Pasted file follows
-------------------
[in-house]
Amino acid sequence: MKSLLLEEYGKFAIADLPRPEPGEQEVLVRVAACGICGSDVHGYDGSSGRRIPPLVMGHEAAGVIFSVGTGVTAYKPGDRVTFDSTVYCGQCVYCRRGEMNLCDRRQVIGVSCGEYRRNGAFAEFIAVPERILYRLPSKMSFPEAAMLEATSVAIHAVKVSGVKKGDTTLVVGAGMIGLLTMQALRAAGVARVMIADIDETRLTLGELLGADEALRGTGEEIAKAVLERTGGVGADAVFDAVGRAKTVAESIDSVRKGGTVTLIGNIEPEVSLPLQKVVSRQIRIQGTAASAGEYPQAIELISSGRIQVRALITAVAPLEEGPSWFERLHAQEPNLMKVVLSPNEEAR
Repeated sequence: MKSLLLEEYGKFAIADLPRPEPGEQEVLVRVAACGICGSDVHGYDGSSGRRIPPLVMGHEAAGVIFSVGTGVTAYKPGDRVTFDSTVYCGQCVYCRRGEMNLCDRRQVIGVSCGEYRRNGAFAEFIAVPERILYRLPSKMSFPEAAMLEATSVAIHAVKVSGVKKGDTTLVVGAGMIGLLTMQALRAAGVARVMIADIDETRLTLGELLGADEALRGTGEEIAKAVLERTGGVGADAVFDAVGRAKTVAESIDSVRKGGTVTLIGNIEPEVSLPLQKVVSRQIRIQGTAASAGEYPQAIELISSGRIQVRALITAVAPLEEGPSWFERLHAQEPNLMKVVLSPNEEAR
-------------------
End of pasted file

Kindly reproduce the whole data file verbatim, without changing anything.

[in-house]
Amino acid sequence: MKSLLLEEYGKFAIADLPRPEPGEQEVLVRVAACGICGSDVHGYDGSSGRRIPPLVMGHEAAGVIFSVGTGVTAYKPGDRVTFDSTVYCGQCVYCRRGEMNLCDRRQVIGVSCGEYRRNGAFAEFIAVPERILYRLPSKMSFPEAAMLEATSVAIHAVKVSGVKKGDTTLVVGAGMIGLLTMQALRAAGVARVMIADIDETRLTLGELLGADEALRGTGEEIAKAVLERTGGVGADAVFDAVGRAKTVAESIDSVRKGGTVTLIGNIEPEVSLPLQKVVSRQIRIQGTAASAGEYPQAIELISSGRIQVRALITAVAPLEEGPSWFERLHAQEPNLMKVVLSPNEEAR
Repeated sequence: MKSLLLEEYGKFAIADLPRPEPGEQEVLVRVAACGICGSDVHGYDGSSGRRIPPLVMGHEAAGVIFSVGTGVTAYKPGDRVTFDSTVYCGQCVYCRRGEMNLCDRRQVIGVSCGEYRRNGAFAEFIAVPERILYRLPSKMSFPEAAMLEATSVAIHAVKVSGVKKGDTTLVVGAGMIGLLTMQALRAAGVARVMIADIDETRLTLGELLGADEALRGTGEEIAKAVLERTGGVGADAVFDAVGRAKTVAESIDSVRKGGTVTLIGNIEPEVSLPLQKVVSRQIRIQGTAASAGEYPQAIELISSGRIQVRALITAVAPLEEGPSWFERLHAQEPNLMKVVLSPNEEAR